Sunday, 9 March, 2014
Rachel Manteuffel, Washington Post
On his last night as the longest-serving keeper at the National Zoo, David S. Kessler checks and rechecks the locks on the enclosures in the Small Mammal House. He collects his farewell gifts and mementos and softly narrates to himself what needs to be done. “Okay, lights out here, good. Hi, babies!” he says to Reuben and Jolla, the howler monkey couple. “Aagh, g’night, sweetheart. Did I wake you up? I’m sorry.” He checks the seven timers on the lights, saying “timer” aloud at each. He’s not thinking, he says, about how this January night is the last time after 39 years, two-thirds of his life, at the zoo. Now Gus the rock hyrax — who looks like a four-pound guinea pig but is more closely related to the elephant — catches his attention in the dark. It’s as if the little guy knows something is up.
Mary Ann Gwinn, Seattle Times
Elizabeth Kolbert’s revelatory new book, The Sixth Extinction, about the rapid and radical changes man is wreaking on the Earth, is a work of explanatory journalism that achieves the highest and best use of the form. After you read it, your view of the world will be fundamentally changed.
Elizabeth Day, The Guardian
The London Review of Books has become the most successful – and controversial – literary publication in Europe. Just what is Mary-Kay Wilmers, its 75-year-old editor, getting so right?
Joan Silverman, Maine Sunday Telegram
Philosophy and science are typically the stuff of textbooks, not page-turners. But Alan Lightman’s engaging new book of essays proves to be the exception. Indeed this MIT physicist-turned-bestselling author is one of the nation’s top science writers, exploring the intersection of science and culture. That he used to teach physics in the morning, and creative writing in the afternoon is all the recommendation you need.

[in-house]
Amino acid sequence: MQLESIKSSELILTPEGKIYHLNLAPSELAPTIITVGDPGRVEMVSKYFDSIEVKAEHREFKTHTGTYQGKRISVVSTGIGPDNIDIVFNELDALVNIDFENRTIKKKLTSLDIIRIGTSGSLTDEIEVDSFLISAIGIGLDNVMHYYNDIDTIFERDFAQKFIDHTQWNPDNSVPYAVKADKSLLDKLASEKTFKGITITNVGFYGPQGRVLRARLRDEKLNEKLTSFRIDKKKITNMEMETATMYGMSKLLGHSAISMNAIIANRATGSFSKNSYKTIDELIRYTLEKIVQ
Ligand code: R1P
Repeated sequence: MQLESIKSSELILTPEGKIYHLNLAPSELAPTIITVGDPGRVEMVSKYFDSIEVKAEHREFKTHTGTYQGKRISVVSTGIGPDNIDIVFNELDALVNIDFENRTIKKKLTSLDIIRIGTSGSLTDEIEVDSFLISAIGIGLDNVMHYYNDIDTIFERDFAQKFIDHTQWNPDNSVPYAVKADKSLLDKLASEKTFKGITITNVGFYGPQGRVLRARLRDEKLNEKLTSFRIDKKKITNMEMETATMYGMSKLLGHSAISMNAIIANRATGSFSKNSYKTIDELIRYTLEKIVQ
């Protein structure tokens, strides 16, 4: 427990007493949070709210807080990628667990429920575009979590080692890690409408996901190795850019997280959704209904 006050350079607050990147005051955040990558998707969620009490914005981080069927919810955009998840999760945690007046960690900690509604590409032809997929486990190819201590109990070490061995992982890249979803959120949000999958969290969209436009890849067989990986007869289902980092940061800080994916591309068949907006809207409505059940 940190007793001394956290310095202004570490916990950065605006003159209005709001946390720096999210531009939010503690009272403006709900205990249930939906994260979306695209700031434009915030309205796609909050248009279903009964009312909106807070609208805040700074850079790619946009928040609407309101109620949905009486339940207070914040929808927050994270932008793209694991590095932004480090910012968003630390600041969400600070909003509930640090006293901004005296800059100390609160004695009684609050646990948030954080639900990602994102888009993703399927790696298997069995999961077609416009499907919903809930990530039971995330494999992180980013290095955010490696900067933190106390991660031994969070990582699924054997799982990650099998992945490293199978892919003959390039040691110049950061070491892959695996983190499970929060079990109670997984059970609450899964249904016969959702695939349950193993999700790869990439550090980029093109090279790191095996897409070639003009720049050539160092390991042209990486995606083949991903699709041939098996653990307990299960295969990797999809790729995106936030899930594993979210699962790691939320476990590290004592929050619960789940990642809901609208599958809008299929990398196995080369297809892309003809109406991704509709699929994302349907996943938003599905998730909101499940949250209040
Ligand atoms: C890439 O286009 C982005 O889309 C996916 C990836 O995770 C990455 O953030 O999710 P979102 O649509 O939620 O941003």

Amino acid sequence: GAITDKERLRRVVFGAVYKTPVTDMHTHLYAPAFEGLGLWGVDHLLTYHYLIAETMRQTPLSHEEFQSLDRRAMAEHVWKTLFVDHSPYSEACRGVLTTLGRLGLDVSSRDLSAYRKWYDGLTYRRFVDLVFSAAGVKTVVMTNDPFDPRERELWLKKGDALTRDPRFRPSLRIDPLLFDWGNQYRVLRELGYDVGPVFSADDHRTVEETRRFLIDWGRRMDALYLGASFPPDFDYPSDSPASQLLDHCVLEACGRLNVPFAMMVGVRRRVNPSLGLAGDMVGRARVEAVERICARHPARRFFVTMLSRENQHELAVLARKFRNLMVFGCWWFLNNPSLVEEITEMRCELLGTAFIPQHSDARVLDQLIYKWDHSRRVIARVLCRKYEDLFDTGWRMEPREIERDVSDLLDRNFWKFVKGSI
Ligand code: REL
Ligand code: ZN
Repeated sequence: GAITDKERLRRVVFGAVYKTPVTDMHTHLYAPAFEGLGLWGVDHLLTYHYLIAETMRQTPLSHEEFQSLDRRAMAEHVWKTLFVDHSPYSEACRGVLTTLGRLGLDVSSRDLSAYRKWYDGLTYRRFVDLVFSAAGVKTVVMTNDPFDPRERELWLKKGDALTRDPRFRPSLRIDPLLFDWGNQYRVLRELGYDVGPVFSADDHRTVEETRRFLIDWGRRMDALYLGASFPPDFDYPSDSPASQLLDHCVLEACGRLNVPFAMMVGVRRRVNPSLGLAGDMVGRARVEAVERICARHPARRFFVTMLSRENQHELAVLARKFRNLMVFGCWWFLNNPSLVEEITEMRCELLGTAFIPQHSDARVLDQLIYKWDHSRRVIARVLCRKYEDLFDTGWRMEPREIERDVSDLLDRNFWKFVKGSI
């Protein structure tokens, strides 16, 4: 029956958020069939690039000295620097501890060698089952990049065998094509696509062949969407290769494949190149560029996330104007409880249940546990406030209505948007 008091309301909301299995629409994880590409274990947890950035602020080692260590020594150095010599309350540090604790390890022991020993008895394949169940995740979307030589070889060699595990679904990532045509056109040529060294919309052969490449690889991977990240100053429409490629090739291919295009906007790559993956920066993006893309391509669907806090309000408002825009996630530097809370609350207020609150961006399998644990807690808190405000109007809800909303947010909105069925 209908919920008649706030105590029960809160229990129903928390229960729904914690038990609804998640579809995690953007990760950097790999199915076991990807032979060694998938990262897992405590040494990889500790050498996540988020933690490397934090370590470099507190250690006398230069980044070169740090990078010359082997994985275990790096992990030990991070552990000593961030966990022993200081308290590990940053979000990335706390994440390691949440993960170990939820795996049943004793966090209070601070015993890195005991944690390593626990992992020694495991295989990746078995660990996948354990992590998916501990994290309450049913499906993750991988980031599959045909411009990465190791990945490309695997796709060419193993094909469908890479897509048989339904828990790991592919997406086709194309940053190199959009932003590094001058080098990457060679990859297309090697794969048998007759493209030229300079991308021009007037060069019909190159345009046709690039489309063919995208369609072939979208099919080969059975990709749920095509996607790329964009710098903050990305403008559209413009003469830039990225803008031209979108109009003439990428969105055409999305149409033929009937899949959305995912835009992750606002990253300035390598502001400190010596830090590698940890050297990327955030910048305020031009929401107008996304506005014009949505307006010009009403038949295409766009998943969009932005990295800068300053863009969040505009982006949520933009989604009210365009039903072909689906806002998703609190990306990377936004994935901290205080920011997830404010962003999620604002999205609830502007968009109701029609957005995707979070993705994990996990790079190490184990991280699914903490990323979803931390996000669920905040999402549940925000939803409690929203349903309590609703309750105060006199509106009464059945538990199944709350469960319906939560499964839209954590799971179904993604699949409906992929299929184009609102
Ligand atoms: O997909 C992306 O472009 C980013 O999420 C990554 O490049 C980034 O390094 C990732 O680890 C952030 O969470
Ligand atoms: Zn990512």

Richard Brody, New Yorker
It’s the micro-gestures, the inner sense of bearing, that ring most strangely in Gus Van Sant’s version of “Psycho.” But those micro-gestures actually occur on both sides of the camera.
Saturday, 8 March, 2014
Ron Suskind, New York Times
We ask our growing team of developmental specialists, doctors and therapists about it. We were never big fans of plopping our kids in front of Disney videos, but now the question seemed more urgent: Is this good for him? They shrug. Is he relaxed? Yes. Does it seem joyful? Definitely. Keep it limited, they say. But if it does all that for him, there’s no reason to stop it.
David Hochman, New York Times
At 57, Mr. Anderson, the British former magazine publisher and Internet entrepreneur who took over the organization in 2001 and built it into a multimedia colossus, is in many ways the embodiment of his famous ideas organization. Like the TED Talks millions love, and some love to rip apart, Mr. Anderson is high-minded but sometimes inaccessible, forward thinking to the point of “whoa,” and so earnest it can be easy to smirk.
But as the 30th anniversary TED Conference this month in Vancouver, British Columbia, approaches, Mr. Anderson, forever mild-mannered, is quietly celebrating all he’s accomplished with those three red letters, even as some sniff that the organization has become the Starbucks of intellectual conglomerates.
Brian Switek, Wall Street Journal
In "Dinosaurs Without Bones," Emory University's Anthony Martin draws on a wealth of fossil clues, from footprints to feces, to explore Mesozoic lives and the field of ichnology, the study of trace fossils. Records of prehistoric behavior and biology, such fossils are often the closest we'll ever come to seeing long-extinct dinosaurs in the flesh.